Coal mining has been a consistent energy source for hundreds of years: whether fueling something as small as a house stove, to trains to multi-million dollar generators, coal has been a source of employment, relatively inexpensive heart and a pillar of the Canadian economy. It is cheap, simple to store and burns easily. The public never really thought much about it.
<span>However, with the focus on environment these days, many of the obvious disadvantages were being paid attention to: creates ugly carbon emissions and the mining of it and no matter which style, would cause damage to the landscape and create nearby pollution with any kind of processing and burning involved. </span>
<span>Even with all of the economic advantages, there were rules put into place in the mid-1970s which had strict zone guidelines of where coal mining could be done. Back then governments had put into place where there were extra sensitive areas such as heavily forested areas and areas with sources of fresh water. For example, one of the by-product created by mining is the resulting crushed rock makes a by-product called selenium. It doesn’t take much selenium to be toxic and when it rains, the dust will leech into ground water, let alone into open water such as lakes and streams. </span>
<span>Fast forward to June 2020 and the provincial government quietly rescinded the Coal Development Policy, quietly because there was no official notable public consultation. An Australian coal company had bought the crown land as far back as 2016, perhaps speculating on the fact there was a lot of coal within the area of the proposed Grassy Mountain Mine. Unlike the more well known “thermal coal, the Grassy Mountain Mine would see the mine start at the top of the mountain looking for metallurgical coal used for steelmaking.However, it would literally involve mining in the top and side of the mountain. From an ecological stance, it sounds horrific.</span>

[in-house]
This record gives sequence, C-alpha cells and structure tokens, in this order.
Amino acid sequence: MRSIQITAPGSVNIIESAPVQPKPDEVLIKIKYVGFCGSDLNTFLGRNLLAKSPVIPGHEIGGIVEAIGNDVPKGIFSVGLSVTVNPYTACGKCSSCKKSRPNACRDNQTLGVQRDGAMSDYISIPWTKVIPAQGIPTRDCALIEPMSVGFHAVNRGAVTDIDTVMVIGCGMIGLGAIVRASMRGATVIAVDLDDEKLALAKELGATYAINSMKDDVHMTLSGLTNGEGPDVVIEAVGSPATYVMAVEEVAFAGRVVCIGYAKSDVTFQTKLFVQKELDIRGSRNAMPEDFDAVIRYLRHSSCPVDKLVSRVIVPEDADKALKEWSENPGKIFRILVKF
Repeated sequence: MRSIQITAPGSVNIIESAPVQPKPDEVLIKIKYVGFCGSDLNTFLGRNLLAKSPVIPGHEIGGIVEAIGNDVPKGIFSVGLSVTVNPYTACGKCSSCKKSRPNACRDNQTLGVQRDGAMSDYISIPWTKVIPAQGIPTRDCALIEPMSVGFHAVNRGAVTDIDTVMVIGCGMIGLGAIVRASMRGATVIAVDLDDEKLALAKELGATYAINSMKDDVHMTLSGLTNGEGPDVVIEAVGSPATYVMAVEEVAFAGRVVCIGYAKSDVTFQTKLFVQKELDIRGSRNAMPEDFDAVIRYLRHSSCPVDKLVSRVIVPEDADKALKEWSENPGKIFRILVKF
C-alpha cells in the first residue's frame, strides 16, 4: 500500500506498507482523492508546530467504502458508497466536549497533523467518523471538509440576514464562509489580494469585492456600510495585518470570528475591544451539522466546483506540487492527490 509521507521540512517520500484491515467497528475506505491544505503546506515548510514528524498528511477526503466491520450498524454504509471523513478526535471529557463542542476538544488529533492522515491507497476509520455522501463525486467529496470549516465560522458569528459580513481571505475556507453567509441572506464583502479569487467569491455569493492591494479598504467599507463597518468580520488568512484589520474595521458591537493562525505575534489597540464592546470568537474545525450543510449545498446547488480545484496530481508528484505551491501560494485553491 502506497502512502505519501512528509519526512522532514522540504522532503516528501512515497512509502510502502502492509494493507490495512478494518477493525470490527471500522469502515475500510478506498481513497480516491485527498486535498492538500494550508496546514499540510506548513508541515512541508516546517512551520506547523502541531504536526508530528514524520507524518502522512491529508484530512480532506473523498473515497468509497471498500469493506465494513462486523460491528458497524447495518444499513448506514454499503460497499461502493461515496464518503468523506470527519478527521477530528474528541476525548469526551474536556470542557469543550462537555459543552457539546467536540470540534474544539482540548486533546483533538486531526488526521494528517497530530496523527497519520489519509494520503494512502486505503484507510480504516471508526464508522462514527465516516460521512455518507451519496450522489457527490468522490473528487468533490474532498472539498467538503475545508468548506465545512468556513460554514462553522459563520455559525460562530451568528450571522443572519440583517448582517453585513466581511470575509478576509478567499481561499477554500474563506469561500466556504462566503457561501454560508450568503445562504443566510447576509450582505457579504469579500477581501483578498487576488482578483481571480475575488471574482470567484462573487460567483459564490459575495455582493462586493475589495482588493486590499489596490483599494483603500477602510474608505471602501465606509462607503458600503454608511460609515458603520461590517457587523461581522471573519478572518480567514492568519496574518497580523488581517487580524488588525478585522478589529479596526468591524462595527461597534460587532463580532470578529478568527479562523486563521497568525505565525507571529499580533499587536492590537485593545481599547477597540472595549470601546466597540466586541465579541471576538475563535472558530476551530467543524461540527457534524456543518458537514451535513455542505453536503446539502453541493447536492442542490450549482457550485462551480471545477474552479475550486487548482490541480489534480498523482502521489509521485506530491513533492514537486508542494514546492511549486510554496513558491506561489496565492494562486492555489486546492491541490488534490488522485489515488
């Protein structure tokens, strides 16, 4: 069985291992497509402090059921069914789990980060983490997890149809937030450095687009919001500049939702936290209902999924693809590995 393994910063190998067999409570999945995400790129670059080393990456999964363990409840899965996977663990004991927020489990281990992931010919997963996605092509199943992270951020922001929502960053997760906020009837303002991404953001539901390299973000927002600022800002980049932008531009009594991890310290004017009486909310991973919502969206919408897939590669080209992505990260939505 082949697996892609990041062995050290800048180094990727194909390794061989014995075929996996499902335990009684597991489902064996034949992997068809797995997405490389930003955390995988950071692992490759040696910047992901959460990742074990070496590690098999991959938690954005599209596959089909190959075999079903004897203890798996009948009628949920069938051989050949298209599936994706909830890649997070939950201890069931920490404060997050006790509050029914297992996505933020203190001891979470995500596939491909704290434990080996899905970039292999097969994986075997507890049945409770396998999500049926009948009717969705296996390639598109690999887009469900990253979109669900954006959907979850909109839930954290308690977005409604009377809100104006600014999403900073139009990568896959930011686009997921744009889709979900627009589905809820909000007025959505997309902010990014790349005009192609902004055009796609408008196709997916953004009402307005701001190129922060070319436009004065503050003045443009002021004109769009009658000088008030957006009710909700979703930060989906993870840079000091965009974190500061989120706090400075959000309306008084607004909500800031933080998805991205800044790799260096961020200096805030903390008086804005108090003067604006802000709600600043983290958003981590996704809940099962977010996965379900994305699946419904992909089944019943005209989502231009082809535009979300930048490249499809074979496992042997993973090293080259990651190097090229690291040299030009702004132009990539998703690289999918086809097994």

<span>Of course there has to be regulatory consultation involved when starting a new mine but the provincial barriers which would strictly prohibit them in the first place were essentially eliminated in the sense of geographic limits. Ranchers and other landowners were quick to denounce the project such Bobbi Lambright of Livingstone Landowners Group. However, as ordinary and hard working people, it takes time, energy and resources to generate public support and get the information out there. </span>
<span>Minister of Energy Sonya Savage did say Jan. 18 that there was going to be a pause put on future leases. However, environment groups are still worried. </span>
<span>”While this is a step in the right direction, this ‘pause’ will have little effect on the ability of existing leases to be explored and developed for coal in the region,” said Katie Morrison, Conservation Director with CPAWS Southern Alberta in a prepared statement. “There are more than 840,000 hectares of coal leases and rights in the Eastern Slopes. This area includes around 420,000 hectares within lands formerly protected as Category 2 (an area approximately the size of Kananaskis Country) that are now, and still with (Jan. 18)’s announcement, open for development as open-pit coal mines. These areas continue to be open and at risk from coal exploration and mine development.” </span>